Yes, I am familiar with those limitations. Because I can set my own schedule I can insure that I do not earn too much. A lot of what I do does not involve money per se like my golf course 'duties' ('free' golf) and helping friends with their computer issues ('free' beer!) <g>.Thanks,arahfool
If you can teach a cat to sit on command, you'll probably could make millions.The cat who lives with me these days usually doesn't even come for dinner when called. So now I say "Betsy, come on Betsey. Come get your dinner. Or not. That's a good girl." No matter what the "issue," she seems to believe that if you want her to do it, it's bad.
On SS, if you have to give back, an adjustment is made at FRA to remove the penalty for those months you don't receive a benefitYes. I'd forgotten about that. I also understand that they will adjust the benefit depending on the amount that you make. Since SS is based on the top 35 of the last 40 years earnings, I know that the amount I made in 2005 and now 2006 is higher than the amount that I made in 1970 and 1971. Sometime early next year, when I know what my earnings actually are and the amount of the loss from my Schedule C I'll make an appointment and go discuss this with the SS folks.
What is FRA?
I believe, that under SS Regulations, you can (are allowed) to earn up to $480 per month without paying the IMO, "socialistic" excess earned income tax. I believe that after age 70 1/2 that tax goes away.Rules have changed. For 2006 you can earn up to $12,400 if you are under SSNRA. Above that, your SS is reduced by $1 for every $2 you earn. In the year you reach SSRNA, you are able to earn a higher amount - I think for 2006 it is somewhere around $32,000 to $35,000 but I could be wrong. Once you reach SSNRA, you can earn any amount you want to with no reduction in SS.Depending on income, you may or may not have to pay income tax on some portion of your SS income. It can be as much as 85% taxable.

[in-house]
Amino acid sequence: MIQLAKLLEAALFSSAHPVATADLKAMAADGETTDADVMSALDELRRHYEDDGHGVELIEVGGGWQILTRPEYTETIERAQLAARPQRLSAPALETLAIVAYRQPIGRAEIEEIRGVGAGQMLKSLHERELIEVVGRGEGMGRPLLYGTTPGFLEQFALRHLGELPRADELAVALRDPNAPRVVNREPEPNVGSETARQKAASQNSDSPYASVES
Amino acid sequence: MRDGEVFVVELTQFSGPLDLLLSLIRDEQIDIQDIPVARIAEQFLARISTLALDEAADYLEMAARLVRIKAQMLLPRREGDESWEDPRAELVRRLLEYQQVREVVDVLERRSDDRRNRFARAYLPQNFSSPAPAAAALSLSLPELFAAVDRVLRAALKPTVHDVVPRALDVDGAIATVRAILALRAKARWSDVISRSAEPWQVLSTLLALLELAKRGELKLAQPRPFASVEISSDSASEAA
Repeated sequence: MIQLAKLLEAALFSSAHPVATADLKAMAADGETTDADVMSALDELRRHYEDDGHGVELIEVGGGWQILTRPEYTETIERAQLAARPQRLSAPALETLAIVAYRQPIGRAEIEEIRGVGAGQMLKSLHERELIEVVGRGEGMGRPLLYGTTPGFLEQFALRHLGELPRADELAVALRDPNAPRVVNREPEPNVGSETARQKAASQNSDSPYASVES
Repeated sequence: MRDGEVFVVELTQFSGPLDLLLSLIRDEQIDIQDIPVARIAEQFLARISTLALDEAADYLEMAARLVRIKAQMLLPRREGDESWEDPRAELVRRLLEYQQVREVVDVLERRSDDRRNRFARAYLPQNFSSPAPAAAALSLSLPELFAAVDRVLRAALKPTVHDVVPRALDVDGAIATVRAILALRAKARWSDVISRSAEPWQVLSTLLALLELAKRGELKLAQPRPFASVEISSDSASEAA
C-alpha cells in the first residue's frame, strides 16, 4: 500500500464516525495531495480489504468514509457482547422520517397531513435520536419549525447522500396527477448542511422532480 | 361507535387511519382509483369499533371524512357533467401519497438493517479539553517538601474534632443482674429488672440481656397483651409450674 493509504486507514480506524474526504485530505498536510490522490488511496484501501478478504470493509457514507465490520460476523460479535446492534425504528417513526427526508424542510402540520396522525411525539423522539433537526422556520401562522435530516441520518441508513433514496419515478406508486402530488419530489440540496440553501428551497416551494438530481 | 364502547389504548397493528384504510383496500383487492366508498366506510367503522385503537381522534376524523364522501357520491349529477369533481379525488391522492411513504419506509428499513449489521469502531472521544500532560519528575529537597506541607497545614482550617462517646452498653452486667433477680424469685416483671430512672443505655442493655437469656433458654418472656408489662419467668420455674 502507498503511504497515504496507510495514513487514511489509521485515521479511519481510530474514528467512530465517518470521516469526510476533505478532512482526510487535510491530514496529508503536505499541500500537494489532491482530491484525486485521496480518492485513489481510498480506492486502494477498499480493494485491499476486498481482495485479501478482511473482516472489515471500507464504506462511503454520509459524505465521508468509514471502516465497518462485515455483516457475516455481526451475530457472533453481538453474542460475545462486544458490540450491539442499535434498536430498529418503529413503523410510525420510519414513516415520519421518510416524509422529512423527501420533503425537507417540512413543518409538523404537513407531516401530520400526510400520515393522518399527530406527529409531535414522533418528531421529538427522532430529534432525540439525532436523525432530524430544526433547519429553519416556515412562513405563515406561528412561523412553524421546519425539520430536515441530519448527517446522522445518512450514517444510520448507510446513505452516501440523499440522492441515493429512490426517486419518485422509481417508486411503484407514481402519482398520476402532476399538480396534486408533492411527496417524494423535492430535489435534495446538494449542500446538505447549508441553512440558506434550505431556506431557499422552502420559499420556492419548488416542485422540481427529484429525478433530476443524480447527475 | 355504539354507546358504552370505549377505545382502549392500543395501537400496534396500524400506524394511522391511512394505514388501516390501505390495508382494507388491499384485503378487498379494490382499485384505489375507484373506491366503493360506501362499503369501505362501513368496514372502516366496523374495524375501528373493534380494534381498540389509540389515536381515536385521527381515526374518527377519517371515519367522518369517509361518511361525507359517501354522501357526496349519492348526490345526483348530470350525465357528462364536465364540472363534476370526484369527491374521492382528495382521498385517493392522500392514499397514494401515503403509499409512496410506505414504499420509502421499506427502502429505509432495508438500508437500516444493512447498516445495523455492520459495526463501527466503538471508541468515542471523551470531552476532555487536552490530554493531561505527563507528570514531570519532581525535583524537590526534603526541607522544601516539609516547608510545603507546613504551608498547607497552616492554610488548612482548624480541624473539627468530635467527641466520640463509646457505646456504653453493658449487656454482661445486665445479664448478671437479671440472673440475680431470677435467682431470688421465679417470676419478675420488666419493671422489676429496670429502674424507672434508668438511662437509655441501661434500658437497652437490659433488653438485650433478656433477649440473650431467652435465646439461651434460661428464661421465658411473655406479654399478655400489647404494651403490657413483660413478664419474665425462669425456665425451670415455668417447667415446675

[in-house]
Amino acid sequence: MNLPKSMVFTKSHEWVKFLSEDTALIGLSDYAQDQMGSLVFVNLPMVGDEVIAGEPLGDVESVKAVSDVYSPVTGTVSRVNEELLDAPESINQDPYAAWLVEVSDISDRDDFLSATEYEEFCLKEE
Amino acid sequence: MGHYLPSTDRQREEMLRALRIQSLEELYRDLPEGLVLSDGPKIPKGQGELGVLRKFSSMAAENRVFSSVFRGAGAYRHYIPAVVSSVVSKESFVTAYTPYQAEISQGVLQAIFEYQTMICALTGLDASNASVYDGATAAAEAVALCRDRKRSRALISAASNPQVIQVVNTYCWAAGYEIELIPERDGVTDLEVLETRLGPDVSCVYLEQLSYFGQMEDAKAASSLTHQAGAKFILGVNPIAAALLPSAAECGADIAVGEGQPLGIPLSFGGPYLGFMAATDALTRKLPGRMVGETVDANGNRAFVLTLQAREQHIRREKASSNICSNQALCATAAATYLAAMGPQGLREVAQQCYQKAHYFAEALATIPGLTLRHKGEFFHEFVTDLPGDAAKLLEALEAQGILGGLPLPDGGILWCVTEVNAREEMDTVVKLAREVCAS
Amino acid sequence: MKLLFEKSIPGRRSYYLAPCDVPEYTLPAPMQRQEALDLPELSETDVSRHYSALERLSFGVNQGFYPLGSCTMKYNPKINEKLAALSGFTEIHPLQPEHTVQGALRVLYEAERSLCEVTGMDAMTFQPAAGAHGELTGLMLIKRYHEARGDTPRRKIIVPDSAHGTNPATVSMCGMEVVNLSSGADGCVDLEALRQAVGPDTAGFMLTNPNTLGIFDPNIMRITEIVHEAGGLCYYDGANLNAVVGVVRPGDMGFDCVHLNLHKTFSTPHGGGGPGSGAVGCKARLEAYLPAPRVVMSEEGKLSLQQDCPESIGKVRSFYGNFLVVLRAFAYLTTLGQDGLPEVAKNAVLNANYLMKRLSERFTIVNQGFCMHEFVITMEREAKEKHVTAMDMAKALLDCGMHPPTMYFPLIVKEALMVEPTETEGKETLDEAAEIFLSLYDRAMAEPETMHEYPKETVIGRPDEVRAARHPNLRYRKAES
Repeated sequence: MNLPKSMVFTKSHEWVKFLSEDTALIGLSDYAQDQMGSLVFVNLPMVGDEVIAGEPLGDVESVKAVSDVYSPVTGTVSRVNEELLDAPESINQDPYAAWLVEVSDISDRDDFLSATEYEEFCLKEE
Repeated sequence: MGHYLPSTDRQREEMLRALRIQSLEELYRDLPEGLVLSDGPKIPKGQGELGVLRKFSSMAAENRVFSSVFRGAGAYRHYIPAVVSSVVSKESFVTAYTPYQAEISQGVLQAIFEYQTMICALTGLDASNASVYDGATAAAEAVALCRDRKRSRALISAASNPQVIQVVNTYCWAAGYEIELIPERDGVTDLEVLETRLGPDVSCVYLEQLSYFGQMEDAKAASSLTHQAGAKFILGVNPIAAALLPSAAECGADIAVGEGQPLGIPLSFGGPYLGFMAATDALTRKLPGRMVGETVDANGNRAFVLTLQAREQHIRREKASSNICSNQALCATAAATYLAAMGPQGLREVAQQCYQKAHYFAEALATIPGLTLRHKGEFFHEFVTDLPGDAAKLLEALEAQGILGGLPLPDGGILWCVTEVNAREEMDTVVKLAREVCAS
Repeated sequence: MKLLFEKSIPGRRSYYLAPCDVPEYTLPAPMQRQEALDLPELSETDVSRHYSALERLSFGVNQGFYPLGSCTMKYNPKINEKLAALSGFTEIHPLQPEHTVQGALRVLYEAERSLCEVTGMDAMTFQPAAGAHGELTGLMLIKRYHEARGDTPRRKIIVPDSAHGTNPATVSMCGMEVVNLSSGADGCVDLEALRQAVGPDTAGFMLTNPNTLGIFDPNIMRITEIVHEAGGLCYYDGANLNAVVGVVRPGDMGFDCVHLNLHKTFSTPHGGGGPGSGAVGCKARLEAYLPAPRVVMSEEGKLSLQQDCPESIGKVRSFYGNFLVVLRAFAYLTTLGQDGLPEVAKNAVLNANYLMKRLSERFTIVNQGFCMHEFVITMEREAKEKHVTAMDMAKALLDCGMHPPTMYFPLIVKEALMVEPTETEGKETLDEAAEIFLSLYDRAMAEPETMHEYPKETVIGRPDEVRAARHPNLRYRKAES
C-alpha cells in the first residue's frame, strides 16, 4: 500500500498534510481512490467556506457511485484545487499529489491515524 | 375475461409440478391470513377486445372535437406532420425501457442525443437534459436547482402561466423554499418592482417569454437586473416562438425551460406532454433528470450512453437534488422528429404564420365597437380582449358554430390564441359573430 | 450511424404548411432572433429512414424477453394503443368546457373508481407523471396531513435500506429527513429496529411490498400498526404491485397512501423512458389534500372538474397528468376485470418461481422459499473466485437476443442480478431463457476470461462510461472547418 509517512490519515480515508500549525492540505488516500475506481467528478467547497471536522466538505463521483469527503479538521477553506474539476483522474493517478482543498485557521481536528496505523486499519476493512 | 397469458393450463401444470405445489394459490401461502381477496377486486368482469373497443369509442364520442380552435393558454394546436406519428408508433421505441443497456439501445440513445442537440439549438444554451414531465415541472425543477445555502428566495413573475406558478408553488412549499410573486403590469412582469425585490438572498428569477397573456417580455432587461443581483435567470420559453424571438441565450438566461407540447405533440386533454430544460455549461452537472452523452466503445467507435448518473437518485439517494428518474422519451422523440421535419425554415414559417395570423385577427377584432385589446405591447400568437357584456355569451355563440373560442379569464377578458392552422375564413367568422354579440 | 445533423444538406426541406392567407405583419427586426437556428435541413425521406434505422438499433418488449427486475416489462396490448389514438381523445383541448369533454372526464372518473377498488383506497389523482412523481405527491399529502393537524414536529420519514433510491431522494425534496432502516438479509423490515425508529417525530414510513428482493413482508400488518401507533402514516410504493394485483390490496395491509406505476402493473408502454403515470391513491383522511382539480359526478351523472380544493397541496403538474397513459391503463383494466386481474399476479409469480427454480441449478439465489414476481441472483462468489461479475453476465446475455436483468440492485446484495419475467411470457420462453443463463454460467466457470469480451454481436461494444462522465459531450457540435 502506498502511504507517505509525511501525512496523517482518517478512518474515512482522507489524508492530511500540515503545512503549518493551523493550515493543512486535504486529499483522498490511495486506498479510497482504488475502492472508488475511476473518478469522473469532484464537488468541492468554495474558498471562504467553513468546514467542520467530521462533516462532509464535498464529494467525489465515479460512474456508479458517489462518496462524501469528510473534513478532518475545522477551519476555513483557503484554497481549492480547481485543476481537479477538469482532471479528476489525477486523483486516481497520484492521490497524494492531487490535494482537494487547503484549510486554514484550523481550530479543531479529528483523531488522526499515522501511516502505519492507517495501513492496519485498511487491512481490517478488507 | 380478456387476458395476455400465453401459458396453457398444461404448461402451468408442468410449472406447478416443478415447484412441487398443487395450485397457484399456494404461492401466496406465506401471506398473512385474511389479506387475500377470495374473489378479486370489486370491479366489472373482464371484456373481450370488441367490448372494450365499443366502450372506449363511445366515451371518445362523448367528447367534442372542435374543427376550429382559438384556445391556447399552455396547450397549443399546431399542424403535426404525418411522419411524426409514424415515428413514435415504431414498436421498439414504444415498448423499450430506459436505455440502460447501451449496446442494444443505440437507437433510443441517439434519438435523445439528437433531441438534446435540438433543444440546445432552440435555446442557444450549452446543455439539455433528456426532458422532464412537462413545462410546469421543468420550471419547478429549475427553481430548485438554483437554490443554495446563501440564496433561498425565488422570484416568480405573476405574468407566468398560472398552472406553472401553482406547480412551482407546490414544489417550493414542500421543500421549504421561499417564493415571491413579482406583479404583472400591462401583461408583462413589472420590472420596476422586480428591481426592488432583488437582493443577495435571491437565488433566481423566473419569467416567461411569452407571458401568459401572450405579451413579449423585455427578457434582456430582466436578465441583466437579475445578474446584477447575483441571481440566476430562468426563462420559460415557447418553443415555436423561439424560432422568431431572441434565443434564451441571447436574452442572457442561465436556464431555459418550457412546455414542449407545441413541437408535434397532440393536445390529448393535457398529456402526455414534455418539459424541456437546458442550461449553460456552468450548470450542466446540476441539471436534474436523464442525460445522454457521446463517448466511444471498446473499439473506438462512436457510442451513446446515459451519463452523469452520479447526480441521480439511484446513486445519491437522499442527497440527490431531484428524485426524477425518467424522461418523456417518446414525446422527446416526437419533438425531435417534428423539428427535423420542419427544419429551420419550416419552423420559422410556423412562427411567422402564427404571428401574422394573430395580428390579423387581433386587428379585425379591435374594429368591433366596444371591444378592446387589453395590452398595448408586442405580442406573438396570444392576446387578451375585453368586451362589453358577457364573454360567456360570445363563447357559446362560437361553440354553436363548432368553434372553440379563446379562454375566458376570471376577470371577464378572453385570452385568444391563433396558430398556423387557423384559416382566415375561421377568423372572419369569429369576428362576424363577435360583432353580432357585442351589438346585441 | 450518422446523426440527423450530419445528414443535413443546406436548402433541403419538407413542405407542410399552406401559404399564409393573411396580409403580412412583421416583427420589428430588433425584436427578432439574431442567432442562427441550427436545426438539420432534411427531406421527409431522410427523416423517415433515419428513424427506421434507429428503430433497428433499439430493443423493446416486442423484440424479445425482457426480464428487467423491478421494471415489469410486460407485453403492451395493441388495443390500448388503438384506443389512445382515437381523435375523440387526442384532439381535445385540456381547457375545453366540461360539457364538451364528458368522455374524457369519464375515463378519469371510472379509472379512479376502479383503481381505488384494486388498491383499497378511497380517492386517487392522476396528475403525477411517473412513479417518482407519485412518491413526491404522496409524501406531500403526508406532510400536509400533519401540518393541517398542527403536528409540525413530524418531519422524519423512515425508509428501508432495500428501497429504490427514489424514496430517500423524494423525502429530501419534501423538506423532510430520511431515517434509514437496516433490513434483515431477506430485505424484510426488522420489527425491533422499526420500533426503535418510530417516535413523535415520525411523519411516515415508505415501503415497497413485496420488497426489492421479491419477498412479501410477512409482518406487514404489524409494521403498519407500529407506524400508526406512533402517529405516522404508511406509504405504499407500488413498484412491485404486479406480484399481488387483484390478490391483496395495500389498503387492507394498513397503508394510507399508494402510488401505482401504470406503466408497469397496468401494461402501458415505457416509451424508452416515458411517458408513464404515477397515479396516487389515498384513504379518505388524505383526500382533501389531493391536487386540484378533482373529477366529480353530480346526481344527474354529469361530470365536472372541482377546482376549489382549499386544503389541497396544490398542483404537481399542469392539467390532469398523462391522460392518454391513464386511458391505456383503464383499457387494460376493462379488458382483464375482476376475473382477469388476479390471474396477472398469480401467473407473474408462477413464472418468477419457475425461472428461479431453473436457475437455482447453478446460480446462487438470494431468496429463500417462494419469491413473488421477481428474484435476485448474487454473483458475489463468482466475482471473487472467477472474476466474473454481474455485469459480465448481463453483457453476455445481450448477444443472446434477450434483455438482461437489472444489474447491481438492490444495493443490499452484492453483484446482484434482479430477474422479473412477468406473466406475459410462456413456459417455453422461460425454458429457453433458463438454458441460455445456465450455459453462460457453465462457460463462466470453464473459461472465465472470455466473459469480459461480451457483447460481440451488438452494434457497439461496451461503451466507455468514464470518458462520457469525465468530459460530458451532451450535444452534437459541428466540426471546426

"Excess earned income" tax goes away before 70 1/2. I started taking social security at 65 and never had to pay any. After that the full retirement age started going up and I'm not sure whether the age for being able to both draw from social security and earn as much as you can move up also or stayed at 65. I suspect it moved up. Every November if drawing social security and still working, you get a nice letter from Social Security Administration stating that because you worked the previous year (2005 coming up) in December you are getting an extra lump sum with your check, making up for the deficiency in what you received this year, recalculated to include your last year's income. They also tell you what your social security will be next year, based on the recalculation. Then in December you get another letter, telling you of the increase in next year's social security which you will get because of inflation indexing. Would that pensions all reset every year like that! Best wishes, Chris